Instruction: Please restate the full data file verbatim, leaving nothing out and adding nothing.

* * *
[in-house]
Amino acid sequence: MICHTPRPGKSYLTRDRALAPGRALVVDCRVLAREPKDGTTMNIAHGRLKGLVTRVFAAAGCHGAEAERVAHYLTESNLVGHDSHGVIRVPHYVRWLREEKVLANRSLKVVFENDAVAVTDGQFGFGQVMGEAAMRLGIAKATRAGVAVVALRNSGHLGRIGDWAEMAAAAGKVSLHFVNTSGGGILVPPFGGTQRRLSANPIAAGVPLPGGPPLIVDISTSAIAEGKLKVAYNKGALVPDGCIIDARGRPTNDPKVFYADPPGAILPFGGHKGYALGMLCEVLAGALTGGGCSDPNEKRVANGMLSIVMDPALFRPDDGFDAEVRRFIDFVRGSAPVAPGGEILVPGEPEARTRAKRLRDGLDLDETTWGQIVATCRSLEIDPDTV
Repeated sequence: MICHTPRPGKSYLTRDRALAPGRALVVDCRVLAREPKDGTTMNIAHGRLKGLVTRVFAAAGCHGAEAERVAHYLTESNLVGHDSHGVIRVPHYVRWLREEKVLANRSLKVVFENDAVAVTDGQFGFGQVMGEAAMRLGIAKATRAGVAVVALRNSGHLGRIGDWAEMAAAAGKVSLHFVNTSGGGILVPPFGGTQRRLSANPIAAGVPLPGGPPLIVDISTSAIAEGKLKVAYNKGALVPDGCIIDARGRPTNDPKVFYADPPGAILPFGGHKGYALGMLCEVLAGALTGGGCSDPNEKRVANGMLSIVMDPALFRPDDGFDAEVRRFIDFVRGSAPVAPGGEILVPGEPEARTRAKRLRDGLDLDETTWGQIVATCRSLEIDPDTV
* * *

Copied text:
[in-house]
Amino acid sequence: MICHTPRPGKSYLTRDRALAPGRALVVDCRVLAREPKDGTTMNIAHGRLKGLVTRVFAAAGCHGAEAERVAHYLTESNLVGHDSHGVIRVPHYVRWLREEKVLANRSLKVVFENDAVAVTDGQFGFGQVMGEAAMRLGIAKATRAGVAVVALRNSGHLGRIGDWAEMAAAAGKVSLHFVNTSGGGILVPPFGGTQRRLSANPIAAGVPLPGGPPLIVDISTSAIAEGKLKVAYNKGALVPDGCIIDARGRPTNDPKVFYADPPGAILPFGGHKGYALGMLCEVLAGALTGGGCSDPNEKRVANGMLSIVMDPALFRPDDGFDAEVRRFIDFVRGSAPVAPGGEILVPGEPEARTRAKRLRDGLDLDETTWGQIVATCRSLEIDPDTV
Repeated sequence: MICHTPRPGKSYLTRDRALAPGRALVVDCRVLAREPKDGTTMNIAHGRLKGLVTRVFAAAGCHGAEAERVAHYLTESNLVGHDSHGVIRVPHYVRWLREEKVLANRSLKVVFENDAVAVTDGQFGFGQVMGEAAMRLGIAKATRAGVAVVALRNSGHLGRIGDWAEMAAAAGKVSLHFVNTSGGGILVPPFGGTQRRLSANPIAAGVPLPGGPPLIVDISTSAIAEGKLKVAYNKGALVPDGCIIDARGRPTNDPKVFYADPPGAILPFGGHKGYALGMLCEVLAGALTGGGCSDPNEKRVANGMLSIVMDPALFRPDDGFDAEVRRFIDFVRGSAPVAPGGEILVPGEPEARTRAKRLRDGLDLDETTWGQIVATCRSLEIDPDTV